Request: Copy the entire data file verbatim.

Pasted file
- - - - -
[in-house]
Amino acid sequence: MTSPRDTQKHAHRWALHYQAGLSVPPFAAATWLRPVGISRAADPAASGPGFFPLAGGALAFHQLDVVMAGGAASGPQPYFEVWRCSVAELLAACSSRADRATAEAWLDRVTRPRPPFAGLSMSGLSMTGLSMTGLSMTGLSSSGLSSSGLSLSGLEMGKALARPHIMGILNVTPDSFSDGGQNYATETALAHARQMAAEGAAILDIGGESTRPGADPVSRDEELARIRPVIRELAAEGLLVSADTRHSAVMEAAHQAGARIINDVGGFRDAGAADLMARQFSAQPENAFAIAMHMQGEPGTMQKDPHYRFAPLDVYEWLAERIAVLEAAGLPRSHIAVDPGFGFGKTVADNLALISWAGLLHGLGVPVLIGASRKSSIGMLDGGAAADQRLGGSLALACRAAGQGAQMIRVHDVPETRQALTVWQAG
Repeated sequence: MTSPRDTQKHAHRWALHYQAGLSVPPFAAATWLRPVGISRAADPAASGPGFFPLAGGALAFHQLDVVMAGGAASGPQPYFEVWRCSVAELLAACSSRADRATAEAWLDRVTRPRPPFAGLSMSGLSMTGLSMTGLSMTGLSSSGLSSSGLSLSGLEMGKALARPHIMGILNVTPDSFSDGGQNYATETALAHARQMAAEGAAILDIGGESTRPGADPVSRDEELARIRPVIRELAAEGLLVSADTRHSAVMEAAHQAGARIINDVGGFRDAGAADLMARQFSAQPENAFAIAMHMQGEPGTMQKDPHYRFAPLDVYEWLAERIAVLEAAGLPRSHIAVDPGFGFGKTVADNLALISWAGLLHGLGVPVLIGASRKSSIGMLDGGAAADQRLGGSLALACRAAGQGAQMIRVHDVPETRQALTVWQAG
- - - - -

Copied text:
[in-house]
Amino acid sequence: MTSPRDTQKHAHRWALHYQAGLSVPPFAAATWLRPVGISRAADPAASGPGFFPLAGGALAFHQLDVVMAGGAASGPQPYFEVWRCSVAELLAACSSRADRATAEAWLDRVTRPRPPFAGLSMSGLSMTGLSMTGLSMTGLSSSGLSSSGLSLSGLEMGKALARPHIMGILNVTPDSFSDGGQNYATETALAHARQMAAEGAAILDIGGESTRPGADPVSRDEELARIRPVIRELAAEGLLVSADTRHSAVMEAAHQAGARIINDVGGFRDAGAADLMARQFSAQPENAFAIAMHMQGEPGTMQKDPHYRFAPLDVYEWLAERIAVLEAAGLPRSHIAVDPGFGFGKTVADNLALISWAGLLHGLGVPVLIGASRKSSIGMLDGGAAADQRLGGSLALACRAAGQGAQMIRVHDVPETRQALTVWQAG
Repeated sequence: MTSPRDTQKHAHRWALHYQAGLSVPPFAAATWLRPVGISRAADPAASGPGFFPLAGGALAFHQLDVVMAGGAASGPQPYFEVWRCSVAELLAACSSRADRATAEAWLDRVTRPRPPFAGLSMSGLSMTGLSMTGLSMTGLSSSGLSSSGLSLSGLEMGKALARPHIMGILNVTPDSFSDGGQNYATETALAHARQMAAEGAAILDIGGESTRPGADPVSRDEELARIRPVIRELAAEGLLVSADTRHSAVMEAAHQAGARIINDVGGFRDAGAADLMARQFSAQPENAFAIAMHMQGEPGTMQKDPHYRFAPLDVYEWLAERIAVLEAAGLPRSHIAVDPGFGFGKTVADNLALISWAGLLHGLGVPVLIGASRKSSIGMLDGGAAADQRLGGSLALACRAAGQGAQMIRVHDVPETRQALTVWQAG